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Julie Bishop doesn't envisage Australian troops returning to Iraq

Foreign Minister Julie Bishop has described the situation in Iraq as ''deeply disturbing'' while defending the 2003 removal of Saddam Hussein as ''a good thing''.

Ms Bishop said she did not expect Australian troops to return to Iraq in response to an offensive by jihadist group Islamic State of Iraq and the Levant, who last week seized control of the country's second largest city, Mosul, as well as the town of Tikrit, the birthplace of Saddam Hussein.

''I didn't envisage a circumstance where we would be sending in troops. But we certainly stand ready to support the humanitarian crisis should a request be made,'' Ms Bishop told Channel Ten. ''There hasn't been a request from the Iraqi government, as far as I'm aware.''

Ms Bishop said militants were attacking other cities and key infrastructure, including oil refineries, killing hundreds of people and leading 500,000 people to flee Mosul and other cities in the north-west.

''So a humanitarian crisis is unfolding, and this highly extreme and violent and brutal terrorist group is now in control of cities in the north-west of Iraq,'' she said.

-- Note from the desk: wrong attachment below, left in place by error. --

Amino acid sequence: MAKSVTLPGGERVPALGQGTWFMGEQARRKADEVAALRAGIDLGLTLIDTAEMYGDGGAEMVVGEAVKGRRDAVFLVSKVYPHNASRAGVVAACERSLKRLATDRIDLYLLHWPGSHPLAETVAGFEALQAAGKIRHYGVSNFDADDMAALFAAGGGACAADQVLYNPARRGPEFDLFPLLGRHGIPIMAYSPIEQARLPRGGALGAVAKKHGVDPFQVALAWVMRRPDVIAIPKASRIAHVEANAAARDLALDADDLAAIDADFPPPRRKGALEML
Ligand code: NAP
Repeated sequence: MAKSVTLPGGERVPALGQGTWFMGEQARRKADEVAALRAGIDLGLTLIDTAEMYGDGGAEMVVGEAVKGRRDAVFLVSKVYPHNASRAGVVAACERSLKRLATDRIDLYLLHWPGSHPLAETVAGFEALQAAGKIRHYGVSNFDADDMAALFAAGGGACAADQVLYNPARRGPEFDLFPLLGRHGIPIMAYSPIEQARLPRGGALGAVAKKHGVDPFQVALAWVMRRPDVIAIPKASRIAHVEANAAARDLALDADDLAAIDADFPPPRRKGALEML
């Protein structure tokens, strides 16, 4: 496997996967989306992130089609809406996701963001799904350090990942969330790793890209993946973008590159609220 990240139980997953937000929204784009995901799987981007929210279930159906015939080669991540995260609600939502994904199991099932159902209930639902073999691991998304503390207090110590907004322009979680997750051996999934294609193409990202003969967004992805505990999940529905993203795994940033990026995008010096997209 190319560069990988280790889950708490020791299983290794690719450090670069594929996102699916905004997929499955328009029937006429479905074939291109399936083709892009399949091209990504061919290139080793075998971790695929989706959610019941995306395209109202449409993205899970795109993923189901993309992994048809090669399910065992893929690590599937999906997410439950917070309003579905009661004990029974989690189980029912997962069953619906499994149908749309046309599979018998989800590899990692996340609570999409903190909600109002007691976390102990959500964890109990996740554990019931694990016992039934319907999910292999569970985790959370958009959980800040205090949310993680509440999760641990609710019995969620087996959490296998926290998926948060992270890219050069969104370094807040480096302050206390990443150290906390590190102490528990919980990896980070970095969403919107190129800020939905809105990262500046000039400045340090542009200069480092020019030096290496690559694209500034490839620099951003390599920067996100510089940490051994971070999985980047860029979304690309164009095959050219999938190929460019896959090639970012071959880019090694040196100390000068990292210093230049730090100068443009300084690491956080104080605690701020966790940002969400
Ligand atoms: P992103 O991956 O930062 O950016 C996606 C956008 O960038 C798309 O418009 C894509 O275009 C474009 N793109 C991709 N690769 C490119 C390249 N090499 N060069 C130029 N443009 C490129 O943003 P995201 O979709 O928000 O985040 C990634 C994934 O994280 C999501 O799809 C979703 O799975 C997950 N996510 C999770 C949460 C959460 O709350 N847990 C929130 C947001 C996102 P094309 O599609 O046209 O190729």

Ms Bishop said Iraqi security forces were amassing north of Baghdad to repel any effort by militants to take the capital.

Ms Bishop was a member of the Howard government that committed Australian forces to the 2003 invasion of Iraq.

Asked on Sunday whether this had been a mistake in light of current events, Ms Bishop said: ''Well, I supported the liberation of Iraq at that time. I thought Saddam Hussein was one of the worst dictators on the planet at that time. And his removal was a good thing.''

The Department of Foreign Affairs and Trade said those concerned about the welfare of their Australian family and friends in Iraq should attempt to contact them directly.

People unable to do so are encouraged to call the department's 24-hour consular emergency centre on 1300 555 135, or +61 2 6261 3305 if calling from overseas.

Opposition Leader Bill Shorten told reporters on Friday any military response would have to be in ''the Australian national interest'' to win Labor's support.

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